- The Washington Times - Sunday, June 3, 2007

Brian McAlpin likes to move to the rhythm of the steel drums. After hearing the instrument at Discovery Cove in Orlando, Fla., he was so inspired that he decided to learn to play the drums himself.

“My favorite thing about the steel drums is how they sound,” says the 14-year-old from Arbutus, Md. “It reminds me of tropical islands.”

Brian, who already plays the trumpet in the Catonsville High School Band, hopes the lessons he has been taking for the past few weeks help him become proficient on the steel drums as well.

Learning to play the steel drums requires an understanding of melody and harmony, but with patience and practice, beginners soon will be playing their own tune. The instrument also introduces musicians to the culture of Trinidad and Tobago.

Anyone can learn to play the steel drums, says Kevin Martin, owner of Rockcreek Steel Drums in Arnold, Md. Brian is a student of Mr. Martin’s.

Mr. Martin holds eight-week steel drum classes at Mill Creek Studios in Arnold on Monday and Tuesday nights for adults and families. Each session has a final performance with his band, the Geckos, at Rams Head Tavern in Annapolis.

The tuition is $200 per person, which includes a steel drum rental for the course. Mr. Martin also offers one-day workshops called the “Steel Drum Experience” for churches and corporate team building and builds steel drums for his students and other customers.

His students have varying abilities, he says.

“People who are good drummers are good at holding the mallets,” Mr. Martin says. “Piano and guitar players understand chord changes. People who are good singers understand the melody lines.”

The steel drums can be a good first instrument, says Laura Whittaker of Rockville. The registered nurse has been taking a course with Mr. Martin.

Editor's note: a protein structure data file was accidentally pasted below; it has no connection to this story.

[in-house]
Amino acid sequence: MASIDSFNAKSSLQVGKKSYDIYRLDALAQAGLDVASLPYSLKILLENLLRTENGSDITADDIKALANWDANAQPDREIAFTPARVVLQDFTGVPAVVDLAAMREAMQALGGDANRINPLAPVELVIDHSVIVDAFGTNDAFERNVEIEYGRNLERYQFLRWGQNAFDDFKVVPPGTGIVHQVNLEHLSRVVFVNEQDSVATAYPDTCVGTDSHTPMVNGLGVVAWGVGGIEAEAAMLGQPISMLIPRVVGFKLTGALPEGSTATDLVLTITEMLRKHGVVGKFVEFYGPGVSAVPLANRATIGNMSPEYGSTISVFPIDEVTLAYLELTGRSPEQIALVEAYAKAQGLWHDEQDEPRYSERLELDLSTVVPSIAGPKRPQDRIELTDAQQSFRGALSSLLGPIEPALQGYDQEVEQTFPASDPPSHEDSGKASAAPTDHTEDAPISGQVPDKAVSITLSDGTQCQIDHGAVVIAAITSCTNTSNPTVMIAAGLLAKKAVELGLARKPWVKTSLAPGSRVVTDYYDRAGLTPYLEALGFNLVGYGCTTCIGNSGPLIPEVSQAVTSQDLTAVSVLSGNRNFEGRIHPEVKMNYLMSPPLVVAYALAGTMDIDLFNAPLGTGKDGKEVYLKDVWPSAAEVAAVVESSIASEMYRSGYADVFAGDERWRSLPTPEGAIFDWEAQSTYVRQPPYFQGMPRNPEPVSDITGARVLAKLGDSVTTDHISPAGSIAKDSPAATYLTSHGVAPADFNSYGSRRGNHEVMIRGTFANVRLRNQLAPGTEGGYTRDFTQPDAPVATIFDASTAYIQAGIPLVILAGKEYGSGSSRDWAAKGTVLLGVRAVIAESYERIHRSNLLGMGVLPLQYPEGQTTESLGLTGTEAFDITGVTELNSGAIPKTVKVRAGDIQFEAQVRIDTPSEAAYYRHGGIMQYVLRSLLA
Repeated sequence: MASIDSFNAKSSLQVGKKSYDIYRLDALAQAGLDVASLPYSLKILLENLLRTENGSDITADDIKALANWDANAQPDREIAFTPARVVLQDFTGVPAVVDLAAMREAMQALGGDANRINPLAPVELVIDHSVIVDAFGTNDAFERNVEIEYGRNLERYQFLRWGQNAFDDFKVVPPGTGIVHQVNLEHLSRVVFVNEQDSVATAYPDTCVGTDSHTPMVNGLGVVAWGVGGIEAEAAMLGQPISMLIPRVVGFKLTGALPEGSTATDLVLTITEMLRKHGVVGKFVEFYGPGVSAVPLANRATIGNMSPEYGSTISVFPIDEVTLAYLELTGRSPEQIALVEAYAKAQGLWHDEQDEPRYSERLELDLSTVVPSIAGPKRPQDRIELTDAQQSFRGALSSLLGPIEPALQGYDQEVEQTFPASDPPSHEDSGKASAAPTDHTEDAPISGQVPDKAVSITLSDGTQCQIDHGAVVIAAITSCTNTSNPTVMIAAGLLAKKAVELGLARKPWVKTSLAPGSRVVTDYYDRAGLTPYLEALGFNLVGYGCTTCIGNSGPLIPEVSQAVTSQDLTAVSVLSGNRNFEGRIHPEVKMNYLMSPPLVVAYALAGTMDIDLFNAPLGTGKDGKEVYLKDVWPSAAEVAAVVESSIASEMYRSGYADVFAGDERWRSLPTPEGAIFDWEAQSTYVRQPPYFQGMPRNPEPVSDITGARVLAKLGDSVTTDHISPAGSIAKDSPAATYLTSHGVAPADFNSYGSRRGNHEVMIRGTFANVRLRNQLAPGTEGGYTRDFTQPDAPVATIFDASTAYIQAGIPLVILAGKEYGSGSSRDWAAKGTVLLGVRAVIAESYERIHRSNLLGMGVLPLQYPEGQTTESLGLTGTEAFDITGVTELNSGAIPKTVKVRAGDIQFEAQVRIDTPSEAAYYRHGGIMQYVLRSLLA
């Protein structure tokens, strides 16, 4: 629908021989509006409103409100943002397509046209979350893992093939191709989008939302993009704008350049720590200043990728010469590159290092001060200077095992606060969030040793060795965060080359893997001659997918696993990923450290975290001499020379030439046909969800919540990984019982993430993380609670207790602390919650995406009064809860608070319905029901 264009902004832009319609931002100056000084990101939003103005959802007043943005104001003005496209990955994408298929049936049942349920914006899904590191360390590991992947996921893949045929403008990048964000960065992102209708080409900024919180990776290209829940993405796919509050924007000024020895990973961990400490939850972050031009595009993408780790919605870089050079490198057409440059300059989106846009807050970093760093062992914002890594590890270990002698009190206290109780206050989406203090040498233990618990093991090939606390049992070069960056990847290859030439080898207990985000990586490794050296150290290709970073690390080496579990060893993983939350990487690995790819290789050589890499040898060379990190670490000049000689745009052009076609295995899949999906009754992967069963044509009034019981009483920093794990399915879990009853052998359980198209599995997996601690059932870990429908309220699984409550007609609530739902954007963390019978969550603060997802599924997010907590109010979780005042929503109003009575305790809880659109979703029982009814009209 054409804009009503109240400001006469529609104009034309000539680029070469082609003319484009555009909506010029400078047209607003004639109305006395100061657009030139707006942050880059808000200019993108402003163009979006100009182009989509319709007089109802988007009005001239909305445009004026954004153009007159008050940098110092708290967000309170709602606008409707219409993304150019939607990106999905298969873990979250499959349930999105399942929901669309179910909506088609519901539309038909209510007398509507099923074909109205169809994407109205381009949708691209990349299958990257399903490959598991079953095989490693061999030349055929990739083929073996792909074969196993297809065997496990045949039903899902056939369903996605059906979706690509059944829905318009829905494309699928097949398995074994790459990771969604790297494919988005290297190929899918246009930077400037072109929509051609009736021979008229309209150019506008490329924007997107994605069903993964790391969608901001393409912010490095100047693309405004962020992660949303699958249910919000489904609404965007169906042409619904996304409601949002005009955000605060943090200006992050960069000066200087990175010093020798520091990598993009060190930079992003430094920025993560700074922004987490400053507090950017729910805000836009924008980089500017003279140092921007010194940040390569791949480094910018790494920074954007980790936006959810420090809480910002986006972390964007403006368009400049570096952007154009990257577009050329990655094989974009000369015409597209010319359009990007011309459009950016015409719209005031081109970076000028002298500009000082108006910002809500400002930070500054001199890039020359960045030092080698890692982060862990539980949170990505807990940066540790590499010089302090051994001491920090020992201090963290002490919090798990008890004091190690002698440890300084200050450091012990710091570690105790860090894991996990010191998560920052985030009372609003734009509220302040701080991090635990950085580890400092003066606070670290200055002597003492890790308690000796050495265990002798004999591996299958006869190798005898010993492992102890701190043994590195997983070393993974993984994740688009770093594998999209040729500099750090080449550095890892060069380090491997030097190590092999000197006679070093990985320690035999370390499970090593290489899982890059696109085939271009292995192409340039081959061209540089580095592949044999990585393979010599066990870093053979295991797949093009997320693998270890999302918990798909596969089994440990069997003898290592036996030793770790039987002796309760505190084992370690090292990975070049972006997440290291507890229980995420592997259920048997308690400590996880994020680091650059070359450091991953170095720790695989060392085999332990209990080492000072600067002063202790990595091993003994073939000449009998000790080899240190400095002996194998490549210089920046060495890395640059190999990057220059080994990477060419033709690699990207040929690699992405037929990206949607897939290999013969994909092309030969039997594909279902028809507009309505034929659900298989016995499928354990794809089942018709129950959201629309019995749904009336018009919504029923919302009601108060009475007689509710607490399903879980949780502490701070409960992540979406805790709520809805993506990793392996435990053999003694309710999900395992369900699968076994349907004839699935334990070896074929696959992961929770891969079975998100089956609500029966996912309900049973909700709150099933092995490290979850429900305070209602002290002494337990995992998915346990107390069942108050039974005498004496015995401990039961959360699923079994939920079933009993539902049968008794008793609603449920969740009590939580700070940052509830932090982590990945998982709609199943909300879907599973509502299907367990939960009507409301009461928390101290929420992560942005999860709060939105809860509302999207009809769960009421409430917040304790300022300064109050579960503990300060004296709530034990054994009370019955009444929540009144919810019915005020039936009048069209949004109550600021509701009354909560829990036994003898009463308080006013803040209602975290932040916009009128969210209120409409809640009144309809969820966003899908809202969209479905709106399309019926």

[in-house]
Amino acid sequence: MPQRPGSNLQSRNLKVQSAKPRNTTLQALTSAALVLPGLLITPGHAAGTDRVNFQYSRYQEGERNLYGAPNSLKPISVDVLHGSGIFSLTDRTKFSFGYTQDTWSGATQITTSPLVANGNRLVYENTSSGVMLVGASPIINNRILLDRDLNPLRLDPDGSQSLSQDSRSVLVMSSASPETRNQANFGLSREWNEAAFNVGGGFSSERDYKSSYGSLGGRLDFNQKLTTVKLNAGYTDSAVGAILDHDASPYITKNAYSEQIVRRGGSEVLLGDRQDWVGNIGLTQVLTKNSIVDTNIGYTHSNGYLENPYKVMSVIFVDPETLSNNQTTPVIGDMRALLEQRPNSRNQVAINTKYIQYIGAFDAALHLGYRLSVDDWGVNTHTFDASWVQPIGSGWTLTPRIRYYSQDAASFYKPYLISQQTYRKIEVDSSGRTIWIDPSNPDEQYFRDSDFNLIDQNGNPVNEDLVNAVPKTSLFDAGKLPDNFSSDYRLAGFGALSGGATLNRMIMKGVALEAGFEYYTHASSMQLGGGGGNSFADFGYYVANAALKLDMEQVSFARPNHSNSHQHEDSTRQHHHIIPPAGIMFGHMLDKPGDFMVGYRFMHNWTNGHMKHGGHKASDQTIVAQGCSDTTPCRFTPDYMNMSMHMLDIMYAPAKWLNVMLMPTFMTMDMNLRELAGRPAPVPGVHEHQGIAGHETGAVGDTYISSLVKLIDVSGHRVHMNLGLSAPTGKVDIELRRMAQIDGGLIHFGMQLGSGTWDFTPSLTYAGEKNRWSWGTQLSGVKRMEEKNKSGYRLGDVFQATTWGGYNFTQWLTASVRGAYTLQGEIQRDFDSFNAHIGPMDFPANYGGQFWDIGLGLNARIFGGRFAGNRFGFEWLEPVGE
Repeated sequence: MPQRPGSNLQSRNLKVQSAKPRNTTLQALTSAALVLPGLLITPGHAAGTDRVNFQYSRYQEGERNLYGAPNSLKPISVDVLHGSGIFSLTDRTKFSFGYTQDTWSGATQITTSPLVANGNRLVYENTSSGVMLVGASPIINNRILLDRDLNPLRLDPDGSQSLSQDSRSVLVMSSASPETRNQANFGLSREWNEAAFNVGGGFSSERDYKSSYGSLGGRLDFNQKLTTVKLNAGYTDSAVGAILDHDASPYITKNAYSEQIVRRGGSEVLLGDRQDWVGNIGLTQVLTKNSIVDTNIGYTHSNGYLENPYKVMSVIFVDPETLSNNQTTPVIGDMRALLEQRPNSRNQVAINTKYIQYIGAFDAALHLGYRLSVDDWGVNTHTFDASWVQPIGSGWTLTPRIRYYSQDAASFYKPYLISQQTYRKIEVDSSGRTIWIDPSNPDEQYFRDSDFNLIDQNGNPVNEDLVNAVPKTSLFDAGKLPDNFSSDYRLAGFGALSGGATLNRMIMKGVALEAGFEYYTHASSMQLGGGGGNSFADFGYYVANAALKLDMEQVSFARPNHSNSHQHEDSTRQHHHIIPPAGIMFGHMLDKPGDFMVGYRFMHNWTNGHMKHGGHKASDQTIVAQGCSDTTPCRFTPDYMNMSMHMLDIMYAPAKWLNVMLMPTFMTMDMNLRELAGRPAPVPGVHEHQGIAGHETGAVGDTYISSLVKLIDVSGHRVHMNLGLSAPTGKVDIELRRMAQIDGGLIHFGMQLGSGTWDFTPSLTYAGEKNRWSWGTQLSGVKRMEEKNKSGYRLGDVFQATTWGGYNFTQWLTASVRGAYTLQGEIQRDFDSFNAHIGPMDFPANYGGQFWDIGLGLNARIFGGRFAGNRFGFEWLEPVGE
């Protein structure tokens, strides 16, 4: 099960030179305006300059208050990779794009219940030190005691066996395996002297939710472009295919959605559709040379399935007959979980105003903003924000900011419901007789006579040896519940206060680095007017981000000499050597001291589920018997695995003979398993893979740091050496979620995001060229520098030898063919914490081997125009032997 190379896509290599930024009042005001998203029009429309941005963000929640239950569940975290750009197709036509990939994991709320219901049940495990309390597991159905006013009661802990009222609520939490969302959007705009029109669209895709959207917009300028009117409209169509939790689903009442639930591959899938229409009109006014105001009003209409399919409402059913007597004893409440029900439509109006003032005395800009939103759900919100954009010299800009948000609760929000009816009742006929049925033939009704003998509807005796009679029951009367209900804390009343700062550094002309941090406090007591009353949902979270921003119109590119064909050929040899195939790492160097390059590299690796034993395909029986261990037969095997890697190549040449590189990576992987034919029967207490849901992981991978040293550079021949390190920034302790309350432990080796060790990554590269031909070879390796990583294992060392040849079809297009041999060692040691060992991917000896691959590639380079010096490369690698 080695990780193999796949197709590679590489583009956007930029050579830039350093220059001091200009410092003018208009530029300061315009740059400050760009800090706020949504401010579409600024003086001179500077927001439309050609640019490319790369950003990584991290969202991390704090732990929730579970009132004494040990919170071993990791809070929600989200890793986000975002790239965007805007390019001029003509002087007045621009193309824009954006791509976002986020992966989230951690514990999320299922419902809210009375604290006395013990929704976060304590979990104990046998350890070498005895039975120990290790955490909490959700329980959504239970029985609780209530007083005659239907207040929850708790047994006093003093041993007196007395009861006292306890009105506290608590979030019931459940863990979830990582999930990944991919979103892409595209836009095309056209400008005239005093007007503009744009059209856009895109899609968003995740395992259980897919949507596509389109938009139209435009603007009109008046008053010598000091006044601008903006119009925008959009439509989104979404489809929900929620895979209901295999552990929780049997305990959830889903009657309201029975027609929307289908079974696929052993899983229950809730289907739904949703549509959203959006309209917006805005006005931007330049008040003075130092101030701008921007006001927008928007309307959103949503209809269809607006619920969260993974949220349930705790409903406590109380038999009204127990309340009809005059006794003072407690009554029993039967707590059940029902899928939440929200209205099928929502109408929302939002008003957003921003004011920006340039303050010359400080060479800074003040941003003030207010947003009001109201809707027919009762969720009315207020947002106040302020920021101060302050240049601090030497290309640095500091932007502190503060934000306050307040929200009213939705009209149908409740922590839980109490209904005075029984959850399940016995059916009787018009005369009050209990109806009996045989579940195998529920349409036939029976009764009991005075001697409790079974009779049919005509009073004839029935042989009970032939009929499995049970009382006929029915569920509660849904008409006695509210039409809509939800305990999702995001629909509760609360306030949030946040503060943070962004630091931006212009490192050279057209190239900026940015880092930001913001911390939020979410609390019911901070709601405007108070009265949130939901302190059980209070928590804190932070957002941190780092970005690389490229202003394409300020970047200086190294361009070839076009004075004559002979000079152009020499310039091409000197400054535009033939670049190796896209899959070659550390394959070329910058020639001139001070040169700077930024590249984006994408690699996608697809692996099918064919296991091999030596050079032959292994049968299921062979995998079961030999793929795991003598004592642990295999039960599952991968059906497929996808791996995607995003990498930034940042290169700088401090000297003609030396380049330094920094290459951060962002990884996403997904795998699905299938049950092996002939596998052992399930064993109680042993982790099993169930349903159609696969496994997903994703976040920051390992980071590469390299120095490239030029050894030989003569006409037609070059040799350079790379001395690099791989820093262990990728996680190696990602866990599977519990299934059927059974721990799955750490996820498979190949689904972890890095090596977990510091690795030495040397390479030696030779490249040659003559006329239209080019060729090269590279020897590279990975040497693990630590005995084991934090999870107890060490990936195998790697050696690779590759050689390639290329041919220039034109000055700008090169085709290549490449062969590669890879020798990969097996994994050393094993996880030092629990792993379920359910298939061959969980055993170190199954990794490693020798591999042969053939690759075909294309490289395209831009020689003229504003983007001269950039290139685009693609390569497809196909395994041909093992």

“I can’t read music,” Mrs. Whittaker says. “I just like being able to play an instrument. I thought about the piano, but I decided to play the steel drums. It’s fun.”

More experienced musicians will enjoy the textures of the steel drums, says Kevin Muhitch, 15, of Arnold. He also plays the guitar and bass and has recently been taking a class with Mr. Martin.

“It’s an easy instrument to pick up,” Kevin says. “I love Caribbean music and world music. I thought it would be fun to learn.”

One of the first things Mr. Martin teaches his students is to get a feel for holding the mallets. Because the steel drum pans are really strong, but also really sensitive, a player has to hit the pans so that they give the best ringing sound.

Sometimes, students try to hit the pans too hard, producing a dull sound, he says.

“After we practice for about five minutes, students can make a nice tone on the instrument,” Mr. Martin says. “With a violin or trumpet, you would spend a whole semester trying to get a tone that’s not displeasing to the ear.”

When a strong tone is established, Mr. Martin then teaches the concept of a melody line. To reinforce the melody line, he asks his students to sing while playing the tune. By the end of the eight-week course, they are not only able to play the song on the steel drums, but also sing it.